Saltiel said that when he arrived at the company five years ago, initial brand research on Navistar indicated that “what we owned in the business was dull and boring.” Taking top management’s cue, he set a course to be “bold” and to “challenge conventional thinking” in remaking the Navistar brand, which had grown out of the iconic Chicago brand of International Harvester.
Saltiel didn’t set his sights low, picking Apple and Harley-Davidson as two brands to emulate. “We wanted to create fans [of the brand],” he said. He said he also used the Dove soap “real beauty” campaign as an inspiration.
Specifically, Navistar embraced the image truckers have of themselves as the backbone of the economy. Saltiel commissioned filmmaker Brett Morgen to make a documentary starring drivers of the Navistar LoneStar truck, a vehicle that the company designed to be a cross between a hot rod and big rig. Called “Drive and Deliver,” the film premiered at an industry trade show and received coverage in such media as Fleet Owner and The New York Times.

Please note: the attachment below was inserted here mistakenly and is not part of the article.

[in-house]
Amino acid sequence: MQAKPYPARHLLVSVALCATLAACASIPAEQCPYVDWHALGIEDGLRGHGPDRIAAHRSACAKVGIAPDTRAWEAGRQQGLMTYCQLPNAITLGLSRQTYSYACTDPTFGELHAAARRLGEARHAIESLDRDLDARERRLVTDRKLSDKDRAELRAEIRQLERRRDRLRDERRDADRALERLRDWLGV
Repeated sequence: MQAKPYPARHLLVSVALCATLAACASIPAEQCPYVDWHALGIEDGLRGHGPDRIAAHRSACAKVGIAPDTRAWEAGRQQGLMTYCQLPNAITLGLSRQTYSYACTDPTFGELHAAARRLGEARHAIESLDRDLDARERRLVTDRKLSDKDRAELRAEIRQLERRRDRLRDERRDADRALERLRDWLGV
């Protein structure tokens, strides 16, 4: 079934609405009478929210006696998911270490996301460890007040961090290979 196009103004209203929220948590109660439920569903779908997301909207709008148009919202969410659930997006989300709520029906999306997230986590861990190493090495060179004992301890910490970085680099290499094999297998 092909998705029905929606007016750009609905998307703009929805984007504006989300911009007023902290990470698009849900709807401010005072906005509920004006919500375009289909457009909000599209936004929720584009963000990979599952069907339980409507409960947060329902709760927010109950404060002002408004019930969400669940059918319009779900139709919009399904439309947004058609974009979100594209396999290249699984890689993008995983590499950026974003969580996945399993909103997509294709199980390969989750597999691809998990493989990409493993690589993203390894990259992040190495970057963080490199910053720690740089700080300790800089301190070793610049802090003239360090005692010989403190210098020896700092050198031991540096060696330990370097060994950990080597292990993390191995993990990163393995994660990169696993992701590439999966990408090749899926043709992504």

“It was like a one-hour commercial,” Saltiel said. He dodged questions from conference attendees about how much the project cost. “I really don’t know how much it cost,” he said, adding, “At the end of the day, it’s all about results.”
After research showed that 70% of truckers were motorcycle enthusiasts, Navistar also created a special Harley-Davidson edition of the LoneStar.
Saltiel said he sees evidence that brand loyalty is building at Navistar. The brand is even getting under the skin of drivers. “We’ve got people inking their bodies with our logos,” Saltiel said. “Anybody see anyone with the Google brand tattooed on their shoulder?”